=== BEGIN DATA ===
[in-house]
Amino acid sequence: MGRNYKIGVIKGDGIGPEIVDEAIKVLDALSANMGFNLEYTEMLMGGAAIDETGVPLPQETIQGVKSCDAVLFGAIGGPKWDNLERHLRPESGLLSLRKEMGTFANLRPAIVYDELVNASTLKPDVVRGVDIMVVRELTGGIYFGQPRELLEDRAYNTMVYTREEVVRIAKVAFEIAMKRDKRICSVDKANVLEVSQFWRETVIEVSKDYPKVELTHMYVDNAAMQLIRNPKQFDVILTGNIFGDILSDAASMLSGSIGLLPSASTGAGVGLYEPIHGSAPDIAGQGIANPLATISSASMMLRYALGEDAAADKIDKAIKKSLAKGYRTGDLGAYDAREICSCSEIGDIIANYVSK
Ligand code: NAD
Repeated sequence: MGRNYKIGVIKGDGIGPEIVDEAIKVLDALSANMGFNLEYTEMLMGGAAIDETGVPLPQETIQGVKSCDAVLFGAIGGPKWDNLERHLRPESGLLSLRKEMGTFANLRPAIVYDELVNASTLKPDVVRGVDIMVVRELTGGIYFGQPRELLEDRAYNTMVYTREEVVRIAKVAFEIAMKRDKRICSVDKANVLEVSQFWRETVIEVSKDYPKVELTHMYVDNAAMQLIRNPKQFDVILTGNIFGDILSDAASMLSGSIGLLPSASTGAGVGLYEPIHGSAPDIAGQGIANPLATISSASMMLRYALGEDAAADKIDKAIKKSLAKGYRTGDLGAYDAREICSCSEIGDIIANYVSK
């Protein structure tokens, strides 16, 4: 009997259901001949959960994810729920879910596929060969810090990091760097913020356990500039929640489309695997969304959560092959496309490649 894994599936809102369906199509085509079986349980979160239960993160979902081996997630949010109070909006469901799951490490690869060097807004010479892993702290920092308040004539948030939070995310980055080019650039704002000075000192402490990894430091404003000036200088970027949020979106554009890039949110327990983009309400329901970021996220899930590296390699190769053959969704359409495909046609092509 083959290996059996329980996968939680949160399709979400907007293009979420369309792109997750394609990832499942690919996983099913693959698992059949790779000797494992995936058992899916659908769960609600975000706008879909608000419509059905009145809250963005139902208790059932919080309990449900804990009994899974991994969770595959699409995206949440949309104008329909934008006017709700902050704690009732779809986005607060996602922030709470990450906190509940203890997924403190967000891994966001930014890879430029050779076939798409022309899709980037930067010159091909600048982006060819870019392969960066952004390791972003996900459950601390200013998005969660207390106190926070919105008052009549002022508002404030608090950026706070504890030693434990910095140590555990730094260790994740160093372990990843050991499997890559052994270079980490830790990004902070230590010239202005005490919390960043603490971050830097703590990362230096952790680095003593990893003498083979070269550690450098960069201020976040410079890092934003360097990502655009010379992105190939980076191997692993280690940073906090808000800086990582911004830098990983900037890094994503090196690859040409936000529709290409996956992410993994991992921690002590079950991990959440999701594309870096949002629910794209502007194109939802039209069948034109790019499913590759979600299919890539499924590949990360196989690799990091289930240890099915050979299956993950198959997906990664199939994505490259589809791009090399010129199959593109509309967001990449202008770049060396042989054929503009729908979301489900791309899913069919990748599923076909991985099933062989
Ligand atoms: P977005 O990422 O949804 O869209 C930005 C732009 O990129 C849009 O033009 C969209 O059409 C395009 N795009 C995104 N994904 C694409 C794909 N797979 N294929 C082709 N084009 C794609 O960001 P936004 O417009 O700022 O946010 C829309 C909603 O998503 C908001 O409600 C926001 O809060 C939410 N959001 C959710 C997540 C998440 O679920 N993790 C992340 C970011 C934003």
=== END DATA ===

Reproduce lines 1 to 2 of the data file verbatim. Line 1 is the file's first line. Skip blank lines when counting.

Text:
[in-house]
Amino acid sequence: MGRNYKIGVIKGDGIGPEIVDEAIKVLDALSANMGFNLEYTEMLMGGAAIDETGVPLPQETIQGVKSCDAVLFGAIGGPKWDNLERHLRPESGLLSLRKEMGTFANLRPAIVYDELVNASTLKPDVVRGVDIMVVRELTGGIYFGQPRELLEDRAYNTMVYTREEVVRIAKVAFEIAMKRDKRICSVDKANVLEVSQFWRETVIEVSKDYPKVELTHMYVDNAAMQLIRNPKQFDVILTGNIFGDILSDAASMLSGSIGLLPSASTGAGVGLYEPIHGSAPDIAGQGIANPLATISSASMMLRYALGEDAAADKIDKAIKKSLAKGYRTGDLGAYDAREICSCSEIGDIIANYVSK